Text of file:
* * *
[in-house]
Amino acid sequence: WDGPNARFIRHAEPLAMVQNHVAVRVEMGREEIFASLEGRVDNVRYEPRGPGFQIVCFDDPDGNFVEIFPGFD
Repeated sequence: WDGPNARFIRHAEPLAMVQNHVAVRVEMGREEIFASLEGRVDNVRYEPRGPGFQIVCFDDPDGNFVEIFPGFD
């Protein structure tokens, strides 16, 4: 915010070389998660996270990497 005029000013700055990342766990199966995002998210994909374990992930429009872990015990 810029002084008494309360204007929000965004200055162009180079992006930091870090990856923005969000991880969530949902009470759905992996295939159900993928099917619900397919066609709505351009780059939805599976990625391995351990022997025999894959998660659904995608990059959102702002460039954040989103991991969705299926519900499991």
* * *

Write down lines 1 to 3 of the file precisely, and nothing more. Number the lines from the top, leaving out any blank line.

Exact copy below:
[in-house]
Amino acid sequence: WDGPNARFIRHAEPLAMVQNHVAVRVEMGREEIFASLEGRVDNVRYEPRGPGFQIVCFDDPDGNFVEIFPGFD
Repeated sequence: WDGPNARFIRHAEPLAMVQNHVAVRVEMGREEIFASLEGRVDNVRYEPRGPGFQIVCFDDPDGNFVEIFPGFD